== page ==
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The Convert Cardinals: John Henry Newman and Henry Edward Manning Newsome, David

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ISBN 10: 0719546354 / ISBN 13: 9780719546358
Condition: Used: Very Good Hardcover
From Miriam Rose Books (Claremont, NH, U.S.A.)

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First edition hardcover (John Murray, 1993, same ISBN) in dust jacket; pages clean, tight, unmarked; binding sound and square; very good dust jacket has crease on spine and 2 small closed tears at bottom of spine; minor soil on fore-edge; on its way to you the same or next day in bubblewrap; email confirmation; standard mail takes 4-14 days; priority mail takes 2-5 days; international orders go by airmail (6-10 days). Bookseller Inventory # 1022T068667

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Bibliographic Details

Title: The Convert Cardinals: John Henry Newman and...

Binding: Mar 01, 1995

Book Condition:Used: Very Good

Dust Jacket Condition: Dust Jacket Included

Edition: 1st Edition

About this title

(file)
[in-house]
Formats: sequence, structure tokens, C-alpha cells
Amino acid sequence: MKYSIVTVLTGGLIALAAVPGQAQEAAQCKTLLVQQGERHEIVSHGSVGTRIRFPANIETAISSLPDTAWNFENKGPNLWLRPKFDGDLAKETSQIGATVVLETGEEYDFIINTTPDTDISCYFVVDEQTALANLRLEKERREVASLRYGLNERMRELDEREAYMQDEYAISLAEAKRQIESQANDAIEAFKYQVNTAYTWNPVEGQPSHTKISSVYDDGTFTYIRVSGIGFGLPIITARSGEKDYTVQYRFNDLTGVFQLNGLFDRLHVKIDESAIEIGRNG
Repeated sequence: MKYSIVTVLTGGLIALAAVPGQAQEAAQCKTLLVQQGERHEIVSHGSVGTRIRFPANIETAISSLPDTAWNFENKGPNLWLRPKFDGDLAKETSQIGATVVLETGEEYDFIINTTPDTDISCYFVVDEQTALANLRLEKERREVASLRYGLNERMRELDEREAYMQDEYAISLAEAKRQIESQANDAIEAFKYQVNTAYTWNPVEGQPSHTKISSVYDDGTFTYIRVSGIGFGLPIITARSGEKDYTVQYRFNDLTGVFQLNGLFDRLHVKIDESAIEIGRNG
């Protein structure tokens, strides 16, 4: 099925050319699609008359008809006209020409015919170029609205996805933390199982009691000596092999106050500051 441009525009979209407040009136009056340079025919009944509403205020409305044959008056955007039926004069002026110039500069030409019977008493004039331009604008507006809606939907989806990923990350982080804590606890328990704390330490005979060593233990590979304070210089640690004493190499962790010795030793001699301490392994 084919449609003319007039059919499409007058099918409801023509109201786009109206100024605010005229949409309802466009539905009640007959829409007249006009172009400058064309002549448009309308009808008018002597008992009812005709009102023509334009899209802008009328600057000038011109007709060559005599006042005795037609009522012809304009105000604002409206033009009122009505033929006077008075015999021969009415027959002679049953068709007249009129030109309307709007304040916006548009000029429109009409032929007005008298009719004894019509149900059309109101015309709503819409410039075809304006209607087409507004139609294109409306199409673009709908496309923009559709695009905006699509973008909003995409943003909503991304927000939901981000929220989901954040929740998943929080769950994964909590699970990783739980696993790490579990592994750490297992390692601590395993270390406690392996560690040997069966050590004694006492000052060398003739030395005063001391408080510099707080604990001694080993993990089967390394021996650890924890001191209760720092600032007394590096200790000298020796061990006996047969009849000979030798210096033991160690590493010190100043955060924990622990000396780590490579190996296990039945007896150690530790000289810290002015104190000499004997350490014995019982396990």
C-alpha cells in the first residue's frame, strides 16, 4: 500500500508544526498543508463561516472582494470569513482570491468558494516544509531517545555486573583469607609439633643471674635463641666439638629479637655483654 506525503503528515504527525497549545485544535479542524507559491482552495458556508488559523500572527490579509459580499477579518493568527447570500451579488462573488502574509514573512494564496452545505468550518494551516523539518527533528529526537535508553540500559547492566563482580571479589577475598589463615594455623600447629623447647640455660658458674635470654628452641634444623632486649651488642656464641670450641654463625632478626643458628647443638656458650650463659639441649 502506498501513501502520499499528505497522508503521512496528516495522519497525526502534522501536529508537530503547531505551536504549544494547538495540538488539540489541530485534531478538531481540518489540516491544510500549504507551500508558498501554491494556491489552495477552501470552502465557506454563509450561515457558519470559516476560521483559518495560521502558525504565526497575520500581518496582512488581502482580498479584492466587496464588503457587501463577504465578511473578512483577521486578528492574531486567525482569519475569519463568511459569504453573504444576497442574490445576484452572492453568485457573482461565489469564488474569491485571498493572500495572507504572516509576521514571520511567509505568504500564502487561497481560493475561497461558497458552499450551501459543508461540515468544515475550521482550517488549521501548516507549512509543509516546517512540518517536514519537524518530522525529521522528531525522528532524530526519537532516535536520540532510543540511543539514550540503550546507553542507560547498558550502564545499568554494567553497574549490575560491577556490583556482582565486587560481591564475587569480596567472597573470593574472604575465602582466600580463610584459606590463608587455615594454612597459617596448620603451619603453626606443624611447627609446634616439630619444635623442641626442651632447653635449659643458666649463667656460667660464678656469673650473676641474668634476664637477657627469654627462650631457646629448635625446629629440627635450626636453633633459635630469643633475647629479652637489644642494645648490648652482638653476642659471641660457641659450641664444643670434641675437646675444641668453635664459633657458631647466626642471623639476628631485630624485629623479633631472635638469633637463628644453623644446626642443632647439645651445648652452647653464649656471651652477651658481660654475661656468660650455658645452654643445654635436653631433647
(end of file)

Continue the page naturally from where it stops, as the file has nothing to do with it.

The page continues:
The Victorian Age seems peopled by a race of giants, often - as is the way with giants - given to falling out among themselves. This is the story of two English princes of the Church of Rome who, in spite of their shared Anglican background, came increasingly to find themselves in conflict, once both were within the Catholic fold. Born and raised in the heartland of the Church of England, they were also children of that European-wide reaction to the godless excesses of the French Revolution. Their search for authority and authenticity drove them into the arms of a reinvigorated Papacy, Newman in 1845 and Manning in 1851. In his brilliantly harnessed double biography, David Newsome alternately uses the strengths and faults of one of his subjects to illuminate the contrasting qualities of the other. We see Manning swiftly enthroned as Archbishop of Westminster, relishing power because he knows how to bring it to bear on the issues that consume him, whether educating the poorest among his London flock or pushing through the doctrine of papal infallibility at the first Vatican Council. Newman on the other hand is the thinker, influencing rather than doing, on the periphery as Superior of the Birmingham Oratory, a supreme apologist for the church of his adoption yet not prepared to back unreservedly Manning's drive for infallibility. - David Newsome displays that mastery of Victorian social and church history for which he is renowned, as well as the elegant and eloquent style that helped him win the Whitbread Biography Prize. Any thought that there is nothing new left to say about Newman is rapidly dispelled, whilst Manning escapes from Lytton Strachey's 'elegant libels' and a gross miscasting as villain of the piece. The author's final conclusion is that if Newman's claim to canonization is the stronger, this does not necessarily mean that he was the greater man. David Newsome retired from the Mastership of Wellington College in 1989. Until 1979 he was Headmaster of Christ's Hospital and prior to that he was a Fellow of Emmanuel College, Cambridge, and University Lecturer in Ecclesiastical History. In 1980, he won the Whitbread Prize for his biography On the Edge of Paradise, about A.C. Benson. He lives in Cumbria.

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